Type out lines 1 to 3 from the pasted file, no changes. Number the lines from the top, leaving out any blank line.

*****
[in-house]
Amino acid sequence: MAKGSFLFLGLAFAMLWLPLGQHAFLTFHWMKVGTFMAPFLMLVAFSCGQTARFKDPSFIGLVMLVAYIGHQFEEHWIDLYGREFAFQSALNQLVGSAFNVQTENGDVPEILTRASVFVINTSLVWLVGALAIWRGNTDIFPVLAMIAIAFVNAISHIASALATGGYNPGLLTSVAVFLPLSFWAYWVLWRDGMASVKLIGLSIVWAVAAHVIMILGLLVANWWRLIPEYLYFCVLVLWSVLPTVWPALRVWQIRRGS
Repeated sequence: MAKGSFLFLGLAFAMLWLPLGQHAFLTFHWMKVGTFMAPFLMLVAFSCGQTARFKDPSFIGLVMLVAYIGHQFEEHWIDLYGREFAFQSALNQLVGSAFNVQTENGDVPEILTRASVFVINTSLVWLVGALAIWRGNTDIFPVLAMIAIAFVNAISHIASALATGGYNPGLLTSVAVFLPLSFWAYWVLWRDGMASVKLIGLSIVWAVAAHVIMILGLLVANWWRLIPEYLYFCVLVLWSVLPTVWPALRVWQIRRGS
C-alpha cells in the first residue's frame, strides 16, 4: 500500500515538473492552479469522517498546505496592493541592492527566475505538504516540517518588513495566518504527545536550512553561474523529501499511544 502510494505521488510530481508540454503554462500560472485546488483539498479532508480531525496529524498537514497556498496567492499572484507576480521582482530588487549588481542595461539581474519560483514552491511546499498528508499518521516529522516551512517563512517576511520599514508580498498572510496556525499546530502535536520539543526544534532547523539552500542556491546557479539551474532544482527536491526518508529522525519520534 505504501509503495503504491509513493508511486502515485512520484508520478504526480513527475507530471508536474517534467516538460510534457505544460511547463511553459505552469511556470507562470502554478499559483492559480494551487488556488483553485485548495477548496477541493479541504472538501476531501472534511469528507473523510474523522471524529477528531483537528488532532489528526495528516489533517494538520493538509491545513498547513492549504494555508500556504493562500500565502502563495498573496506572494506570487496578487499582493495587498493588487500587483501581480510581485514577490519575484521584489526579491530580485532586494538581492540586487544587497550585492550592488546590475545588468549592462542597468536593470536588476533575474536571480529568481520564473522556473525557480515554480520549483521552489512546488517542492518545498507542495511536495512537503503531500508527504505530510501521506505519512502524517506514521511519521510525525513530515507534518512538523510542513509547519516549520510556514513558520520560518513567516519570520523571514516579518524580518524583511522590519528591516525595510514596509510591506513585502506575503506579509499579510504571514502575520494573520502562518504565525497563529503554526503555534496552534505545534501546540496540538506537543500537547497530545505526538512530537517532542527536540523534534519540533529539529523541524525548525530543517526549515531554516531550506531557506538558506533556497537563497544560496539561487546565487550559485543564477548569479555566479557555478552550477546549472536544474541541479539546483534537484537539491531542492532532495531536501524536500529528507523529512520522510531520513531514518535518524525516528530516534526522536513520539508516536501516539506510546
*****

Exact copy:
[in-house]
Amino acid sequence: MAKGSFLFLGLAFAMLWLPLGQHAFLTFHWMKVGTFMAPFLMLVAFSCGQTARFKDPSFIGLVMLVAYIGHQFEEHWIDLYGREFAFQSALNQLVGSAFNVQTENGDVPEILTRASVFVINTSLVWLVGALAIWRGNTDIFPVLAMIAIAFVNAISHIASALATGGYNPGLLTSVAVFLPLSFWAYWVLWRDGMASVKLIGLSIVWAVAAHVIMILGLLVANWWRLIPEYLYFCVLVLWSVLPTVWPALRVWQIRRGS
Repeated sequence: MAKGSFLFLGLAFAMLWLPLGQHAFLTFHWMKVGTFMAPFLMLVAFSCGQTARFKDPSFIGLVMLVAYIGHQFEEHWIDLYGREFAFQSALNQLVGSAFNVQTENGDVPEILTRASVFVINTSLVWLVGALAIWRGNTDIFPVLAMIAIAFVNAISHIASALATGGYNPGLLTSVAVFLPLSFWAYWVLWRDGMASVKLIGLSIVWAVAAHVIMILGLLVANWWRLIPEYLYFCVLVLWSVLPTVWPALRVWQIRRGS